The Law contains articles that place restrictions on fundamental freedoms and has been framed in general, over-broad and imprecise terms, as a result of which it has no legal standing. To have the status of law, its provisions are required to be precise and specific and not infringe on human rights. The provisions of this Law, however, restrict freedom of expression and criminalise acts unconnected with terrorism. It allows the State Security apparatus and the Public Prosecutor’s office to abuse the Law, and enables them to exploit it by applying it in situations where there is no violence or danger. This frees their hands to go after activists and impose restrictions on peaceful opponents and reformers, and indeed anyone whose views differ from those of the authorities. This has already been happening since the original counter-terrorism law was introduced, from the trial of human rights defender Waleed Abu al-Khair up to the sentencing of human rights defender Abdulaziz al-Shubaily. The powers of the State Security Presidency should not have been expanded at the expense of judicial oversight. Legal procedures should have been respected. The standards and criteria for fair trials should not have been disregarded. The Law should have protected the rights of suspects with regard to search and arrest procedures and the place of detention and their right not to be subjected to mistreatment and torture, and guaranteed their rights to legal counsel, to confront witnesses and to be brought promptly before a judge.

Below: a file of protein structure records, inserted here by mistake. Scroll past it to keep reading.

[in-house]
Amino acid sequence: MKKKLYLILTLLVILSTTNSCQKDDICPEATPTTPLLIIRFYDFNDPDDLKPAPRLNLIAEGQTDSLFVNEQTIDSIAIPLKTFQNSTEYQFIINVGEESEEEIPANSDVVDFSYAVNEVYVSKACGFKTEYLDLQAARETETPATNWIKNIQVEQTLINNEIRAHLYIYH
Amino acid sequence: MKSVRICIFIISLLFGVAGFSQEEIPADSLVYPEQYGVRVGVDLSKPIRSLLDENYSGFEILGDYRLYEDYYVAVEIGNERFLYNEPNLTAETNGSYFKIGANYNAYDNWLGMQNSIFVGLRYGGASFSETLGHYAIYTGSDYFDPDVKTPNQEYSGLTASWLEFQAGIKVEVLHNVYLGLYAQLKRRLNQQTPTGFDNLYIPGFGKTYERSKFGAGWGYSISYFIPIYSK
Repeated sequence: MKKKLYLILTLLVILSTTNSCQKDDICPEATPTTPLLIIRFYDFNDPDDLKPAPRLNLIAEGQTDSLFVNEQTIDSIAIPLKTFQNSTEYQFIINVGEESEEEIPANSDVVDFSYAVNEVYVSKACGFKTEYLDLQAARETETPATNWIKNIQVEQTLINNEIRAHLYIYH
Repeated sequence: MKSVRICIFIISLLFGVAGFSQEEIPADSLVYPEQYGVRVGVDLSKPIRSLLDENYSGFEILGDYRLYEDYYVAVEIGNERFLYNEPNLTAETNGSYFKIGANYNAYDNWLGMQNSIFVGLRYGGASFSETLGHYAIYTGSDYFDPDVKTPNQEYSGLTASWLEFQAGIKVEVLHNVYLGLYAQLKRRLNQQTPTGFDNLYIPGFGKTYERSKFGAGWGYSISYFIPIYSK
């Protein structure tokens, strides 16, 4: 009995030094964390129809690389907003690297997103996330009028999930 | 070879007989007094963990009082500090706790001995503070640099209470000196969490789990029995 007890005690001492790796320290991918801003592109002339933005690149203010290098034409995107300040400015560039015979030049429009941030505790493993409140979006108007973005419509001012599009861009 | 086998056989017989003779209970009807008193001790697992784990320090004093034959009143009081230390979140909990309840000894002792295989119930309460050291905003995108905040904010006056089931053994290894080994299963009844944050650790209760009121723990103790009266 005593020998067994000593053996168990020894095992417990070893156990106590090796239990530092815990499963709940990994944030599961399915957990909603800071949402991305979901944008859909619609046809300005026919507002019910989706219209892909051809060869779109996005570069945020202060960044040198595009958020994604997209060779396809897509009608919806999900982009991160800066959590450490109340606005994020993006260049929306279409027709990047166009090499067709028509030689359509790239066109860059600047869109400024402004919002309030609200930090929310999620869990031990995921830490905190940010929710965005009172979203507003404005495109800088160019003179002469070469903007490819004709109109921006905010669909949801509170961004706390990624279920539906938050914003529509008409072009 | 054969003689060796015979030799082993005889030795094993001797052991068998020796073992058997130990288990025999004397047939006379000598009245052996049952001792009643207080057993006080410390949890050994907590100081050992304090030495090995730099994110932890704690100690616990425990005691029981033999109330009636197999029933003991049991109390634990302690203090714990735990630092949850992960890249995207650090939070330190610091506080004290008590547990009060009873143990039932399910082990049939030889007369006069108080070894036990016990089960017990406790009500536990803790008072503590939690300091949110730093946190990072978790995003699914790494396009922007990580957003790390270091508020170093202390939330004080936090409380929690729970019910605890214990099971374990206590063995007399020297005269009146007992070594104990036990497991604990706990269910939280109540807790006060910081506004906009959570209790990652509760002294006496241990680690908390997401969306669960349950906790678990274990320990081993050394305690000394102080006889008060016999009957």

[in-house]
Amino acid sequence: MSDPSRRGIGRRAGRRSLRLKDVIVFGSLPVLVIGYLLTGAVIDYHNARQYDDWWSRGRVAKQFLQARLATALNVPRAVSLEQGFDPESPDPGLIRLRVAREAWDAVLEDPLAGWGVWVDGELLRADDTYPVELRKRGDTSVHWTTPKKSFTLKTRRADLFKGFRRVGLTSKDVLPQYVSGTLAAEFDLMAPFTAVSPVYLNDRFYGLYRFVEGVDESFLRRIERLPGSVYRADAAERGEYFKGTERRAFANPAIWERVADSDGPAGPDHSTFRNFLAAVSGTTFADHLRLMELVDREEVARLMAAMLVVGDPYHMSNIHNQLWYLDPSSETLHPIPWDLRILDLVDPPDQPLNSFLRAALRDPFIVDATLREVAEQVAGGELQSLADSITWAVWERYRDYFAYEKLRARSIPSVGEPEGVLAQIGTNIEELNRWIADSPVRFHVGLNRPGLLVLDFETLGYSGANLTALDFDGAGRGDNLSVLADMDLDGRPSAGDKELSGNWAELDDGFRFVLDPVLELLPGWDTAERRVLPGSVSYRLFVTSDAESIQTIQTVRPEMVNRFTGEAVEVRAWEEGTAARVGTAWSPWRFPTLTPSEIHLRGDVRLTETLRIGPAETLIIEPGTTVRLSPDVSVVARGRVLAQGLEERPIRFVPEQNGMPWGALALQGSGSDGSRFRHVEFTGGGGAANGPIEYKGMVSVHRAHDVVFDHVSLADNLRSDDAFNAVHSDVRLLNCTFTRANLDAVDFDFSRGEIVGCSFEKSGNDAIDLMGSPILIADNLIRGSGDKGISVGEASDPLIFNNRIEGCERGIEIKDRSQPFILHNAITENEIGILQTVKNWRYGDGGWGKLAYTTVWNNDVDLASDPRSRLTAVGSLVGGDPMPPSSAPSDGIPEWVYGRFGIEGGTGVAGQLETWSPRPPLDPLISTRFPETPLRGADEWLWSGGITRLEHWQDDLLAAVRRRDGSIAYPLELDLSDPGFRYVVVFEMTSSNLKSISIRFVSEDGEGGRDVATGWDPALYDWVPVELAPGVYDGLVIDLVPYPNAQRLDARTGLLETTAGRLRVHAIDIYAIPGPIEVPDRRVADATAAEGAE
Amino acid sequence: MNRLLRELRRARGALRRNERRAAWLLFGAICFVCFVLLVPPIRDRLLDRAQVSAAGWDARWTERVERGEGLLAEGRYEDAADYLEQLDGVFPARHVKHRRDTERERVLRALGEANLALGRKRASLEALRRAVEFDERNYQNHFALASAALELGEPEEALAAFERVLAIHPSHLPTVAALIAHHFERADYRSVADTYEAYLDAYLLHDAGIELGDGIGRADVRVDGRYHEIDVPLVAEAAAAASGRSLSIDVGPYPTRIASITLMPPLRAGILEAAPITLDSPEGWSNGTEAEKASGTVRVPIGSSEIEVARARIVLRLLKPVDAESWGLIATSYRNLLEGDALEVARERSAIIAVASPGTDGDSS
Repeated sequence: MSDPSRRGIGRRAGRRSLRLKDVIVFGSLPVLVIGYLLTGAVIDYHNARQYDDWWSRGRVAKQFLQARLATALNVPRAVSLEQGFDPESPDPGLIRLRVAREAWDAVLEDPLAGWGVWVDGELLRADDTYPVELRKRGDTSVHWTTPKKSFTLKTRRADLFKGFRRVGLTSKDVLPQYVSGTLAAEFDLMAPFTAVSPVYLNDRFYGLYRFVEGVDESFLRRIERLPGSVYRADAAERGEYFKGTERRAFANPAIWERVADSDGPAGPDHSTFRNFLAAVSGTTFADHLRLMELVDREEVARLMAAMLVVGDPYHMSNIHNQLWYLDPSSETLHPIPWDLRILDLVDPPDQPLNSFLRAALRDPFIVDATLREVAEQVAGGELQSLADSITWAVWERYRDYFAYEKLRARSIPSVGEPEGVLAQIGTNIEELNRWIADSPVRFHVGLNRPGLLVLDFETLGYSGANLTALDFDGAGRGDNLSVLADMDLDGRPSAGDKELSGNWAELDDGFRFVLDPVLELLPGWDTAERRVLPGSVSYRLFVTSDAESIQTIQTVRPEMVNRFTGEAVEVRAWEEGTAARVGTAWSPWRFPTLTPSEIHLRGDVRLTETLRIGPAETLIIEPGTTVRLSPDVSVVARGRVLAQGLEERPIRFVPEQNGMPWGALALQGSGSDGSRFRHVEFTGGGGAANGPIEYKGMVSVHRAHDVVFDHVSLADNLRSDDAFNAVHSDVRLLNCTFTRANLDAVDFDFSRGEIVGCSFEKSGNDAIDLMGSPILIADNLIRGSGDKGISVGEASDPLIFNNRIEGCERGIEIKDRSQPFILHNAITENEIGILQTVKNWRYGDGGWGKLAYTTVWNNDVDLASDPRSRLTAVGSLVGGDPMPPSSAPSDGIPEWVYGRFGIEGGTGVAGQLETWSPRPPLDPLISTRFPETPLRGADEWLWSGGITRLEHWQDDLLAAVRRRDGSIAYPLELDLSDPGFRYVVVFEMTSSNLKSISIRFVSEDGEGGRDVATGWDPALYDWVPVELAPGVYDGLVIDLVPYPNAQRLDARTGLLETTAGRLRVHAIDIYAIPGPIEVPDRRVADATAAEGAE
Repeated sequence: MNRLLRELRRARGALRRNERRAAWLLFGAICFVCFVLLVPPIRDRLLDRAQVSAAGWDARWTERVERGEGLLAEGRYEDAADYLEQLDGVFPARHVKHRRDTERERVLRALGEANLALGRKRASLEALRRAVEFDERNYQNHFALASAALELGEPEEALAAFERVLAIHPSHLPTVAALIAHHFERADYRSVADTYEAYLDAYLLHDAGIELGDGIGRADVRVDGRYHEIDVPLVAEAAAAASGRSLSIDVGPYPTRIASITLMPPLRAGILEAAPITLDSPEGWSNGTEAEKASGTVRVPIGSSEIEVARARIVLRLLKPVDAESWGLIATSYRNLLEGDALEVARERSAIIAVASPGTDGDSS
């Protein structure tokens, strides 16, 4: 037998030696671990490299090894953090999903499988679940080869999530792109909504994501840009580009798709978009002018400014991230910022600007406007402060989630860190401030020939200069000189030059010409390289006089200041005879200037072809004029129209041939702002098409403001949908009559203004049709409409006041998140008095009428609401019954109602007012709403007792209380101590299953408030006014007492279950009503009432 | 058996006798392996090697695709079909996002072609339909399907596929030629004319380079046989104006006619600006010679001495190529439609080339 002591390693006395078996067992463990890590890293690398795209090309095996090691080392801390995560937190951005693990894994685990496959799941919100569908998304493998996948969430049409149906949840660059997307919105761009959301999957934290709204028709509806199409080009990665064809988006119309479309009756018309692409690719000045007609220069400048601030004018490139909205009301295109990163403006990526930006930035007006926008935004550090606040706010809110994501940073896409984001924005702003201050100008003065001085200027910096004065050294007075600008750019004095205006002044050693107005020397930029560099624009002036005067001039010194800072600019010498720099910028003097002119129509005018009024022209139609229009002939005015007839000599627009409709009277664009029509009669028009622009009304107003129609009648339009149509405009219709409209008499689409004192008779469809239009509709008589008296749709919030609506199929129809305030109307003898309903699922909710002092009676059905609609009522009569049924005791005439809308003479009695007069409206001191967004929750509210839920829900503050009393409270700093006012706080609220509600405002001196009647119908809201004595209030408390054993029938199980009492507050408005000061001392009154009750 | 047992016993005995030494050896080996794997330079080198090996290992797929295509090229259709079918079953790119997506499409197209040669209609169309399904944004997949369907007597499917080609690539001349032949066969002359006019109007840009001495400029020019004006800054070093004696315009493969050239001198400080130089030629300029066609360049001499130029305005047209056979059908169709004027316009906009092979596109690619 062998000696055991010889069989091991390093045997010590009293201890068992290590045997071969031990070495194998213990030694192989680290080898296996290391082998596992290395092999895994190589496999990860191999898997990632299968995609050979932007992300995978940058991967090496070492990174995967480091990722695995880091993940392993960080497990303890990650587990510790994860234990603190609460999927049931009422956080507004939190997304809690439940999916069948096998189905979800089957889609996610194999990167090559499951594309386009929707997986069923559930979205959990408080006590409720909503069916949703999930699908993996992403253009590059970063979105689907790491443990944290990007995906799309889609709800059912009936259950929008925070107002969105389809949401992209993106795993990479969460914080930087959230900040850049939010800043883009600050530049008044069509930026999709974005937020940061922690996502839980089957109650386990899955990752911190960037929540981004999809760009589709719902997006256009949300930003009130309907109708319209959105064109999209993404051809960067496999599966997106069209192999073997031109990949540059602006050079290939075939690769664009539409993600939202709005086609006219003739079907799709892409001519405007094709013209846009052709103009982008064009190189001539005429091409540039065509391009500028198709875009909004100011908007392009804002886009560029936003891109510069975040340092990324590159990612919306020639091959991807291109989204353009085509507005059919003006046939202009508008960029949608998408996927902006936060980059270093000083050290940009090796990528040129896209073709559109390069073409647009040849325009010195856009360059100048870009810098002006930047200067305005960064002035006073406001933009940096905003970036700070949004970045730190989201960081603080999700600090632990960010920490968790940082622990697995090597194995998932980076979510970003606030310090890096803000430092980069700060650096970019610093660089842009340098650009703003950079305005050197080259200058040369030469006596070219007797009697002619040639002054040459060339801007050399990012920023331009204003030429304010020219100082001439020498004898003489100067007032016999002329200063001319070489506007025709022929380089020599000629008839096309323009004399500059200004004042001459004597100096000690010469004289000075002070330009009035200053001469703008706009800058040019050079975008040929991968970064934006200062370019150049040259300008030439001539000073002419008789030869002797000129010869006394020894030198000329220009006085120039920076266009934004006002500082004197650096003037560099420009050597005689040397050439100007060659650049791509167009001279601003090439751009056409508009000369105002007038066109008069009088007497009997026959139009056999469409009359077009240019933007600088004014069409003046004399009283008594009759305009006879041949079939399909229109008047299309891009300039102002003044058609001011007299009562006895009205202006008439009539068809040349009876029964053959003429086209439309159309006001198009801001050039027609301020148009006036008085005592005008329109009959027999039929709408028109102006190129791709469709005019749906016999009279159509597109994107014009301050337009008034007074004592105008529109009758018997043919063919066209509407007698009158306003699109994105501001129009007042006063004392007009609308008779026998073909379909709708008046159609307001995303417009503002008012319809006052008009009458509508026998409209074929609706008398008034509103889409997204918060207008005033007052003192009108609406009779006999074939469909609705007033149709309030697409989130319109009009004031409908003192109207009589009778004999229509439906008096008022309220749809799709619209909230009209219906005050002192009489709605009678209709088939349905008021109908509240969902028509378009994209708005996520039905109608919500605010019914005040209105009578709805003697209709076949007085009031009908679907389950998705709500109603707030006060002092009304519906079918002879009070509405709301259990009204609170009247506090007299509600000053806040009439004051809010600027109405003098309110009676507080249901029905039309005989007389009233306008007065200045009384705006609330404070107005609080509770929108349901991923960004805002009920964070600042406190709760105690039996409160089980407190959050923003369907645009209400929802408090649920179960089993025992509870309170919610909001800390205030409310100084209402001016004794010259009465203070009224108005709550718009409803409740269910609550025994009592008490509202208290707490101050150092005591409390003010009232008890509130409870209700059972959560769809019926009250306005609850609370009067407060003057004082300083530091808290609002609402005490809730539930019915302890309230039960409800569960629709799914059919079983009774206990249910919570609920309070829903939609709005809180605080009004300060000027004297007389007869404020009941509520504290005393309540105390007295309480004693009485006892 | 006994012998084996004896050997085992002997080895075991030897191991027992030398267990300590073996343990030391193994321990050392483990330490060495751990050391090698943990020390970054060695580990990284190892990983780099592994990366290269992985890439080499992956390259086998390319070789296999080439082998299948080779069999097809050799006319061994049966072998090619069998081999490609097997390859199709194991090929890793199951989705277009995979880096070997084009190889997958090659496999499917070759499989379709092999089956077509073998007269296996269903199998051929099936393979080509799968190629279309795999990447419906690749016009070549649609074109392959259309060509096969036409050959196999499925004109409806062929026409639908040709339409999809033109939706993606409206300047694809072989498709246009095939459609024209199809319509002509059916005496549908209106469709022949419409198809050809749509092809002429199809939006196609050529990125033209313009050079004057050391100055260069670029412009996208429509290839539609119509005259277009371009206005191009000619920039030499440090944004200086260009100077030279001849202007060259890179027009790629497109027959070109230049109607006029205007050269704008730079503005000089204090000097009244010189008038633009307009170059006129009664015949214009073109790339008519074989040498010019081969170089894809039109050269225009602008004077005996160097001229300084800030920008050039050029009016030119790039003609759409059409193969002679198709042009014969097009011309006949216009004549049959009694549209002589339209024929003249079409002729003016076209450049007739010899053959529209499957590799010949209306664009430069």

The definition of a terrorist crime given in Chapter 1 of the Law is overly broad and vague, making it easy to construe any peaceful act as a terrorist crime. The definition is legally defective because of the unjustified use of ambiguous terms like “disrupting public order”, “undermining the security of the community and the stability of the State”, “endangering national unity” and “obstructing the basic ruling system”. There is no stipulation that these things must be connected with any act of violence, meaning that peaceful acts may clearly be included.